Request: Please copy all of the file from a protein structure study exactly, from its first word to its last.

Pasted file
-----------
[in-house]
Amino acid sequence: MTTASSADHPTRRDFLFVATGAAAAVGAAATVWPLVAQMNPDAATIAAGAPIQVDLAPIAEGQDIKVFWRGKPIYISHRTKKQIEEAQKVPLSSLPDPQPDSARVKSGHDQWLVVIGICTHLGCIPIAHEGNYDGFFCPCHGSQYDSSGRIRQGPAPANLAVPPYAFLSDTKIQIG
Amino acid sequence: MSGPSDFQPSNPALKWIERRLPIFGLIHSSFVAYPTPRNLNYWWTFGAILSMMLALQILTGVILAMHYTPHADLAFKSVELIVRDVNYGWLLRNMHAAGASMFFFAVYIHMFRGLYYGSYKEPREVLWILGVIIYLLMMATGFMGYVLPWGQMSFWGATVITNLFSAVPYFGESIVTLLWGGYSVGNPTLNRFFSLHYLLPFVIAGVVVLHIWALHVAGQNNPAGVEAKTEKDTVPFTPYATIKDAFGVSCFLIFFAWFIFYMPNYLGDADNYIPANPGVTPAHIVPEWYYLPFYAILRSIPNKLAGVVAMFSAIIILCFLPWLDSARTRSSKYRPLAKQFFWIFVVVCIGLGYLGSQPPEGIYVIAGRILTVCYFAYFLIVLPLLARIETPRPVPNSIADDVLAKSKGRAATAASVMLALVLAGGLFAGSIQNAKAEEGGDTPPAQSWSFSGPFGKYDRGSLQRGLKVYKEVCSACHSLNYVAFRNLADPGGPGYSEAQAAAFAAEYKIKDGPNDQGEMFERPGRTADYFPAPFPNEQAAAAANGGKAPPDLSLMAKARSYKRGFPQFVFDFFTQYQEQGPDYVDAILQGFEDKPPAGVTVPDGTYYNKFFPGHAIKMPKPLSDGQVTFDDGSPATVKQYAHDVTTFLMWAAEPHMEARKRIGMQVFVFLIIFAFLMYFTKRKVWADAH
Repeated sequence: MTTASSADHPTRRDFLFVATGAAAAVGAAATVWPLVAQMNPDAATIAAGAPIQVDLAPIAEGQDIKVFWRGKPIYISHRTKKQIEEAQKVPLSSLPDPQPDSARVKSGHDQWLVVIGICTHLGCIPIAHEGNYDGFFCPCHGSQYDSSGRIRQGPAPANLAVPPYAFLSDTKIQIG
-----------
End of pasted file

[in-house]
Amino acid sequence: MTTASSADHPTRRDFLFVATGAAAAVGAAATVWPLVAQMNPDAATIAAGAPIQVDLAPIAEGQDIKVFWRGKPIYISHRTKKQIEEAQKVPLSSLPDPQPDSARVKSGHDQWLVVIGICTHLGCIPIAHEGNYDGFFCPCHGSQYDSSGRIRQGPAPANLAVPPYAFLSDTKIQIG
Amino acid sequence: MSGPSDFQPSNPALKWIERRLPIFGLIHSSFVAYPTPRNLNYWWTFGAILSMMLALQILTGVILAMHYTPHADLAFKSVELIVRDVNYGWLLRNMHAAGASMFFFAVYIHMFRGLYYGSYKEPREVLWILGVIIYLLMMATGFMGYVLPWGQMSFWGATVITNLFSAVPYFGESIVTLLWGGYSVGNPTLNRFFSLHYLLPFVIAGVVVLHIWALHVAGQNNPAGVEAKTEKDTVPFTPYATIKDAFGVSCFLIFFAWFIFYMPNYLGDADNYIPANPGVTPAHIVPEWYYLPFYAILRSIPNKLAGVVAMFSAIIILCFLPWLDSARTRSSKYRPLAKQFFWIFVVVCIGLGYLGSQPPEGIYVIAGRILTVCYFAYFLIVLPLLARIETPRPVPNSIADDVLAKSKGRAATAASVMLALVLAGGLFAGSIQNAKAEEGGDTPPAQSWSFSGPFGKYDRGSLQRGLKVYKEVCSACHSLNYVAFRNLADPGGPGYSEAQAAAFAAEYKIKDGPNDQGEMFERPGRTADYFPAPFPNEQAAAAANGGKAPPDLSLMAKARSYKRGFPQFVFDFFTQYQEQGPDYVDAILQGFEDKPPAGVTVPDGTYYNKFFPGHAIKMPKPLSDGQVTFDDGSPATVKQYAHDVTTFLMWAAEPHMEARKRIGMQVFVFLIIFAFLMYFTKRKVWADAH
Repeated sequence: MTTASSADHPTRRDFLFVATGAAAAVGAAATVWPLVAQMNPDAATIAAGAPIQVDLAPIAEGQDIKVFWRGKPIYISHRTKKQIEEAQKVPLSSLPDPQPDSARVKSGHDQWLVVIGICTHLGCIPIAHEGNYDGFFCPCHGSQYDSSGRIRQGPAPANLAVPPYAFLSDTKIQIG